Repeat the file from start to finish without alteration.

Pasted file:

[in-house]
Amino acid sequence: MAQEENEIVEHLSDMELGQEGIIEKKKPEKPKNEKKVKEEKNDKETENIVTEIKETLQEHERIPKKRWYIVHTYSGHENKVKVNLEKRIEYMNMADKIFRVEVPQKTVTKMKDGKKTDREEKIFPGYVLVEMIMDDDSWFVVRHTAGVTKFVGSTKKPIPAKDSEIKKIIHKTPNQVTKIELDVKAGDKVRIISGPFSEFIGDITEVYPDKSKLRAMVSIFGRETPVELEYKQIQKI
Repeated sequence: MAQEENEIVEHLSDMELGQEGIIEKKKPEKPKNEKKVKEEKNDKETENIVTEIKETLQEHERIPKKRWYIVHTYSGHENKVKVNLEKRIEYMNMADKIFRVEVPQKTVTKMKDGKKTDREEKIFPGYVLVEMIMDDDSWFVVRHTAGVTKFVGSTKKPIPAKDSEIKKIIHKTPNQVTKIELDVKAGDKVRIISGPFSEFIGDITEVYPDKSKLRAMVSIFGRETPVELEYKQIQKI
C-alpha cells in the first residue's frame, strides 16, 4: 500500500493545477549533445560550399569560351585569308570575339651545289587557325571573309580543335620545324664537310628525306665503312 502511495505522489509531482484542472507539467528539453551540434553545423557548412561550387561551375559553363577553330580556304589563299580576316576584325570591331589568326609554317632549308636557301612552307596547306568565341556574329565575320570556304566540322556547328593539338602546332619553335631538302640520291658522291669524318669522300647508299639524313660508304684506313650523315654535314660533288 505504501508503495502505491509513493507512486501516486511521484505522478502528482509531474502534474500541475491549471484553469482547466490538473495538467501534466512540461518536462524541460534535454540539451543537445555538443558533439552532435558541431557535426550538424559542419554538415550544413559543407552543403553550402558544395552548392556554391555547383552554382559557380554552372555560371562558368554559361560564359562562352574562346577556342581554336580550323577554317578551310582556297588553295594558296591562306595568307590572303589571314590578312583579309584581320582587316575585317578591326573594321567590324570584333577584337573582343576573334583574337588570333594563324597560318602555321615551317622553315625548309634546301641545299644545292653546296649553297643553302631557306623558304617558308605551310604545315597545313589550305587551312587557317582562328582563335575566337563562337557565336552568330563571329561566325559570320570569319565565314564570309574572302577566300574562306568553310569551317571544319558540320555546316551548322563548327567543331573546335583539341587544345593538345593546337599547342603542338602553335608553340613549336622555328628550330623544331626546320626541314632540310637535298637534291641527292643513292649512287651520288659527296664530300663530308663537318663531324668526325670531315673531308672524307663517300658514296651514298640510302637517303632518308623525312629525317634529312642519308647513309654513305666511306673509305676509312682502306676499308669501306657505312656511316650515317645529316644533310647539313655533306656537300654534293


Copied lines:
[in-house]
Amino acid sequence: MAQEENEIVEHLSDMELGQEGIIEKKKPEKPKNEKKVKEEKNDKETENIVTEIKETLQEHERIPKKRWYIVHTYSGHENKVKVNLEKRIEYMNMADKIFRVEVPQKTVTKMKDGKKTDREEKIFPGYVLVEMIMDDDSWFVVRHTAGVTKFVGSTKKPIPAKDSEIKKIIHKTPNQVTKIELDVKAGDKVRIISGPFSEFIGDITEVYPDKSKLRAMVSIFGRETPVELEYKQIQKI
Repeated sequence: MAQEENEIVEHLSDMELGQEGIIEKKKPEKPKNEKKVKEEKNDKETENIVTEIKETLQEHERIPKKRWYIVHTYSGHENKVKVNLEKRIEYMNMADKIFRVEVPQKTVTKMKDGKKTDREEKIFPGYVLVEMIMDDDSWFVVRHTAGVTKFVGSTKKPIPAKDSEIKKIIHKTPNQVTKIELDVKAGDKVRIISGPFSEFIGDITEVYPDKSKLRAMVSIFGRETPVELEYKQIQKI
C-alpha cells in the first residue's frame, strides 16, 4: 500500500493545477549533445560550399569560351585569308570575339651545289587557325571573309580543335620545324664537310628525306665503312 502511495505522489509531482484542472507539467528539453551540434553545423557548412561550387561551375559553363577553330580556304589563299580576316576584325570591331589568326609554317632549308636557301612552307596547306568565341556574329565575320570556304566540322556547328593539338602546332619553335631538302640520291658522291669524318669522300647508299639524313660508304684506313650523315654535314660533288 505504501508503495502505491509513493507512486501516486511521484505522478502528482509531474502534474500541475491549471484553469482547466490538473495538467501534466512540461518536462524541460534535454540539451543537445555538443558533439552532435558541431557535426550538424559542419554538415550544413559543407552543403553550402558544395552548392556554391555547383552554382559557380554552372555560371562558368554559361560564359562562352574562346577556342581554336580550323577554317578551310582556297588553295594558296591562306595568307590572303589571314590578312583579309584581320582587316575585317578591326573594321567590324570584333577584337573582343576573334583574337588570333594563324597560318602555321615551317622553315625548309634546301641545299644545292653546296649553297643553302631557306623558304617558308605551310604545315597545313589550305587551312587557317582562328582563335575566337563562337557565336552568330563571329561566325559570320570569319565565314564570309574572302577566300574562306568553310569551317571544319558540320555546316551548322563548327567543331573546335583539341587544345593538345593546337599547342603542338602553335608553340613549336622555328628550330623544331626546320626541314632540310637535298637534291641527292643513292649512287651520288659527296664530300663530308663537318663531324668526325670531315673531308672524307663517300658514296651514298640510302637517303632518308623525312629525317634529312642519308647513309654513305666511306673509305676509312682502306676499308669501306657505312656511316650515317645529316644533310647539313655533306656537300654534293